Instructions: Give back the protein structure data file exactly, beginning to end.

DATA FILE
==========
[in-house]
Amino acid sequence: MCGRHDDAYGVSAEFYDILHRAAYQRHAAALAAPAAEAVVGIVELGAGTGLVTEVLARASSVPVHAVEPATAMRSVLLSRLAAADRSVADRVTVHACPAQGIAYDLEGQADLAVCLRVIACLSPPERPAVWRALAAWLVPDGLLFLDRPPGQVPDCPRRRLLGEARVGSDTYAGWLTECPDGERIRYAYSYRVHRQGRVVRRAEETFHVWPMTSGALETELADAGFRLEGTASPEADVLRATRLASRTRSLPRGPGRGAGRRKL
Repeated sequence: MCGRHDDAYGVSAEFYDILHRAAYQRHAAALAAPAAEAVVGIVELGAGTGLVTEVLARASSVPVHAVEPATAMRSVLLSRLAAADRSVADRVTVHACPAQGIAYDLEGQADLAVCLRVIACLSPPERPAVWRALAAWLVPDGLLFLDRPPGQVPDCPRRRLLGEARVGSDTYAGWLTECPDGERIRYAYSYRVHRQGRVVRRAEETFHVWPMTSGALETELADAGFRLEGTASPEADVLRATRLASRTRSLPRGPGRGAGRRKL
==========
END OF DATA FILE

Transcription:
[in-house]
Amino acid sequence: MCGRHDDAYGVSAEFYDILHRAAYQRHAAALAAPAAEAVVGIVELGAGTGLVTEVLARASSVPVHAVEPATAMRSVLLSRLAAADRSVADRVTVHACPAQGIAYDLEGQADLAVCLRVIACLSPPERPAVWRALAAWLVPDGLLFLDRPPGQVPDCPRRRLLGEARVGSDTYAGWLTECPDGERIRYAYSYRVHRQGRVVRRAEETFHVWPMTSGALETELADAGFRLEGTASPEADVLRATRLASRTRSLPRGPGRGAGRRKL
Repeated sequence: MCGRHDDAYGVSAEFYDILHRAAYQRHAAALAAPAAEAVVGIVELGAGTGLVTEVLARASSVPVHAVEPATAMRSVLLSRLAAADRSVADRVTVHACPAQGIAYDLEGQADLAVCLRVIACLSPPERPAVWRALAAWLVPDGLLFLDRPPGQVPDCPRRRLLGEARVGSDTYAGWLTECPDGERIRYAYSYRVHRQGRVVRRAEETFHVWPMTSGALETELADAGFRLEGTASPEADVLRATRLASRTRSLPRGPGRGAGRRKL